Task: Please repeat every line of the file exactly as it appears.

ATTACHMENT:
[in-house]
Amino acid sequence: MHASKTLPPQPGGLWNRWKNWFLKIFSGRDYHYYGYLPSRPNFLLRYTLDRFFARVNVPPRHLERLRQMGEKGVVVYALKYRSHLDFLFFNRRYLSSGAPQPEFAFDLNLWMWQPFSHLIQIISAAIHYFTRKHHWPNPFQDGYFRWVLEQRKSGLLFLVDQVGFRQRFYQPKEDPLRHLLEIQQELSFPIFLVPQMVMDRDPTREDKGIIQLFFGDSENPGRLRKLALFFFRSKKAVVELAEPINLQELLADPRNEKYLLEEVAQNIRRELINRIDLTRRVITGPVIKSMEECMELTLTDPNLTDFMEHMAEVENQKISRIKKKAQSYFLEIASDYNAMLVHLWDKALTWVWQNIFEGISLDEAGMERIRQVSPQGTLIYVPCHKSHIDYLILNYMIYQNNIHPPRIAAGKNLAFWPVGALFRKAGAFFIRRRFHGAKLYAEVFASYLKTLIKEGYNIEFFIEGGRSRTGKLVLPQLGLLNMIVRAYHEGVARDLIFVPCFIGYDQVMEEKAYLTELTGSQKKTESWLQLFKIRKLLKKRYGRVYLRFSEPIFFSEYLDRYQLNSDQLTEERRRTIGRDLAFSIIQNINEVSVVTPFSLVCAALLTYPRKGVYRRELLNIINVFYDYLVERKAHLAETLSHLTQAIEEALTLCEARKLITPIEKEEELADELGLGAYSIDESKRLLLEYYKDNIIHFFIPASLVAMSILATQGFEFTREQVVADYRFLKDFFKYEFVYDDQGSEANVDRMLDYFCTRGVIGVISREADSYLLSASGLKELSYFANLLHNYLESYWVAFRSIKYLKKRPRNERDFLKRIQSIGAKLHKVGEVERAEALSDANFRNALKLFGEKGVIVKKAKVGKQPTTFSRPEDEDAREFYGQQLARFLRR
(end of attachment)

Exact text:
[in-house]
Amino acid sequence: MHASKTLPPQPGGLWNRWKNWFLKIFSGRDYHYYGYLPSRPNFLLRYTLDRFFARVNVPPRHLERLRQMGEKGVVVYALKYRSHLDFLFFNRRYLSSGAPQPEFAFDLNLWMWQPFSHLIQIISAAIHYFTRKHHWPNPFQDGYFRWVLEQRKSGLLFLVDQVGFRQRFYQPKEDPLRHLLEIQQELSFPIFLVPQMVMDRDPTREDKGIIQLFFGDSENPGRLRKLALFFFRSKKAVVELAEPINLQELLADPRNEKYLLEEVAQNIRRELINRIDLTRRVITGPVIKSMEECMELTLTDPNLTDFMEHMAEVENQKISRIKKKAQSYFLEIASDYNAMLVHLWDKALTWVWQNIFEGISLDEAGMERIRQVSPQGTLIYVPCHKSHIDYLILNYMIYQNNIHPPRIAAGKNLAFWPVGALFRKAGAFFIRRRFHGAKLYAEVFASYLKTLIKEGYNIEFFIEGGRSRTGKLVLPQLGLLNMIVRAYHEGVARDLIFVPCFIGYDQVMEEKAYLTELTGSQKKTESWLQLFKIRKLLKKRYGRVYLRFSEPIFFSEYLDRYQLNSDQLTEERRRTIGRDLAFSIIQNINEVSVVTPFSLVCAALLTYPRKGVYRRELLNIINVFYDYLVERKAHLAETLSHLTQAIEEALTLCEARKLITPIEKEEELADELGLGAYSIDESKRLLLEYYKDNIIHFFIPASLVAMSILATQGFEFTREQVVADYRFLKDFFKYEFVYDDQGSEANVDRMLDYFCTRGVIGVISREADSYLLSASGLKELSYFANLLHNYLESYWVAFRSIKYLKKRPRNERDFLKRIQSIGAKLHKVGEVERAEALSDANFRNALKLFGEKGVIVKKAKVGKQPTTFSRPEDEDAREFYGQQLARFLRR